Traveling systems use a single large sprinkler (typically called a “gun-type” sprinkler) attached to a cart that is pulled either by a cable or by the supply hose along a straight line for a distance as far as the length of the supply hose. Cable systems pull the cart by winding in the cable attached to the gun cart, while hose-pull systems use the hose to pull the cart and gun towards the reel from which the hose is wound. Hose-type systems are far more common than cable-tow systems. To achieve overlap and thus acceptable uniformity, “travel lanes” are established such that adjacent pulls result in application overlap. Evaluation of uniformity for such systems differs from linear-move or solid-set systems in that a single row (transect) of catch containers are used rather than a grid. The catch can transect is aligned perpendicular to the gun travel direction. During an evaluation test, the sprinkler is moved through the catch can transect beginning with the sprinkler gun positioned beyond the transect, so that it throws short of the catch can transect, until it no longer contributes to the catch cans on the other side of the transect. Overlap for the test is then achieved by superimposing the catch data according to the adjacent travel lane distances (adjacent pulls).
Data for this example are taken from the
catchcan dataset. The raw data and stationing, and a plot of the raw data are given below:
data(catchcan) <-catchcan$traveler cc.data::kable(t(cc.data),format="html",caption="Raw data")knitr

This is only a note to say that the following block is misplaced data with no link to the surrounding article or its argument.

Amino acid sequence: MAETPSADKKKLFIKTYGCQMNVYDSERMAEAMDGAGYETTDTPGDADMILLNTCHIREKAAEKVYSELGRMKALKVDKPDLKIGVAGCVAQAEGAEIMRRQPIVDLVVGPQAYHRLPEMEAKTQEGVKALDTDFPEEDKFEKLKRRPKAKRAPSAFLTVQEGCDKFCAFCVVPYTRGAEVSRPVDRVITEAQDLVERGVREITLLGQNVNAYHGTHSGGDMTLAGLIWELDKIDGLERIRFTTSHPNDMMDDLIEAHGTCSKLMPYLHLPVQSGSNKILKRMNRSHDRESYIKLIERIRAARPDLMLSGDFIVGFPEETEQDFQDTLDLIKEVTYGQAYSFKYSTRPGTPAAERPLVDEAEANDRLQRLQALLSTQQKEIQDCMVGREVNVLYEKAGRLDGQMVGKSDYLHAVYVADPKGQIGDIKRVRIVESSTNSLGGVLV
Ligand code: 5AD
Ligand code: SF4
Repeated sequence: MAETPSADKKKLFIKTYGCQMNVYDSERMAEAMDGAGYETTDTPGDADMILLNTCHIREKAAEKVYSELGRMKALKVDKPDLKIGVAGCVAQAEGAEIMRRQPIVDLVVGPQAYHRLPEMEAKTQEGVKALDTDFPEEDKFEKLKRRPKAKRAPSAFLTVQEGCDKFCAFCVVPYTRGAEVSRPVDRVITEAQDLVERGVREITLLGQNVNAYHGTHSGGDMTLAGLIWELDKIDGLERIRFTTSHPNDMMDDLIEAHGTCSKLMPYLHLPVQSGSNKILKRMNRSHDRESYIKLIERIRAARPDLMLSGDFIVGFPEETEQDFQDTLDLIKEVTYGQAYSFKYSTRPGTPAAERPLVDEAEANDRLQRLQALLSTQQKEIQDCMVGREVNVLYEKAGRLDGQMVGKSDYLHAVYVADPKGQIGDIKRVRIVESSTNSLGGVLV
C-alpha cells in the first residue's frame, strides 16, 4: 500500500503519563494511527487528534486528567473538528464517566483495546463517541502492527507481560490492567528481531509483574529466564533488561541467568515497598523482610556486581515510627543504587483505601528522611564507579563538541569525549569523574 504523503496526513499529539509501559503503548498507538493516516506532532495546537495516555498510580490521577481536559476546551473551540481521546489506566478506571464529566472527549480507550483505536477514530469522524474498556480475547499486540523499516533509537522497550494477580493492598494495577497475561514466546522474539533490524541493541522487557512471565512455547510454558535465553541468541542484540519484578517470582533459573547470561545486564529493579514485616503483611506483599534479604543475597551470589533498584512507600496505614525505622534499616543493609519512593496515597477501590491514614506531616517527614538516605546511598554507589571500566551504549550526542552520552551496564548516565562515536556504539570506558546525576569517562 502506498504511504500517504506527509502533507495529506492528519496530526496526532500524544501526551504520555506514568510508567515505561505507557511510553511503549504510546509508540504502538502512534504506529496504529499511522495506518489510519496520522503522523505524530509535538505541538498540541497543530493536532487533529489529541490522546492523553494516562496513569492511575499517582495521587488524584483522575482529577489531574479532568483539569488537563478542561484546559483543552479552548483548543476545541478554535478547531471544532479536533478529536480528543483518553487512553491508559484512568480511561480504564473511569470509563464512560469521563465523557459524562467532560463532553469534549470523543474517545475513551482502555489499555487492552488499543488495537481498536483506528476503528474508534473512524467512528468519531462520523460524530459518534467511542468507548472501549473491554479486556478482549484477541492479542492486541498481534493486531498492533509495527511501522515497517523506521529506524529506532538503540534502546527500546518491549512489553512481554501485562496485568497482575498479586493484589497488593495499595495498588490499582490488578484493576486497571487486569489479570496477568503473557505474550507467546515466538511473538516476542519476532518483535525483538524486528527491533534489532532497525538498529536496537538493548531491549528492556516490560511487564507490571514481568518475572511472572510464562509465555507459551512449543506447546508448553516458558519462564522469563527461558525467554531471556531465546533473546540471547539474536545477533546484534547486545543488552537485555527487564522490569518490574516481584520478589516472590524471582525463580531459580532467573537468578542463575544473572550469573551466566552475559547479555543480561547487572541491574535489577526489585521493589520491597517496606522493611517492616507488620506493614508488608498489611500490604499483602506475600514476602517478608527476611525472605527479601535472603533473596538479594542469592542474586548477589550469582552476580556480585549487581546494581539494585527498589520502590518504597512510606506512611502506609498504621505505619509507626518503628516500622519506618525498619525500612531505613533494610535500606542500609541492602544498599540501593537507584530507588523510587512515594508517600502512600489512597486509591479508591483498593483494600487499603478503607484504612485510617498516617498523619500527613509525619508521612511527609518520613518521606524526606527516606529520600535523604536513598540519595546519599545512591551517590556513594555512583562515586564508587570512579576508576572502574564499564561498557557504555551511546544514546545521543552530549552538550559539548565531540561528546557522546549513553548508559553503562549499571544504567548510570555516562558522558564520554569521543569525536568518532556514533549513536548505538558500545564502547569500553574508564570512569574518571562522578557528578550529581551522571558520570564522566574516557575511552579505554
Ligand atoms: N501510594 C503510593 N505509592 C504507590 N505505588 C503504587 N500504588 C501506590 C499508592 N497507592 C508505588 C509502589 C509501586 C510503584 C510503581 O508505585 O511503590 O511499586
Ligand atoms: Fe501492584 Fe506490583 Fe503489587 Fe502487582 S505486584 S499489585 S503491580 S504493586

We now can use the
travunif function to both overlap the data and return uniformity measures. This function in turn calls
DU.lh to return those measures of uniformity. Two plots, a plan view of the catch can data, and a plot of the overlapped depths will also be generated (unless plot=“F”).
<-cc.data[1:8,2] #left data is first 8 observations lcdata<-cc.data[9:16,2]#right data is last 8 observations rcdata<-travunif(ls=224,cs=20,lcdata,rcdata)#omit site name, and allow plotout
The uniformity measures for this example are:
We can also determine PELQ using the catch can data and the applied depth of water. We’ll use the overlapped catch data returned from
#overlapped depths are first in list returned from #`travunif` PELQT(out$o.depths,SI=FALSE,rate=197,ls=224,ts=1.75)
Evans, R.O., Barker J.C., Smith J.T., Sheffield R.E. 1997b. Field calibration procedures for animal wastewater application equipment, hard hose and cable tow traveler irrigation system. NC Cooperative Extension Service publication AG-553-2. Raleigh, NC (https://p2infohouse.org/ref/32/31084/ag-553-2.pdf)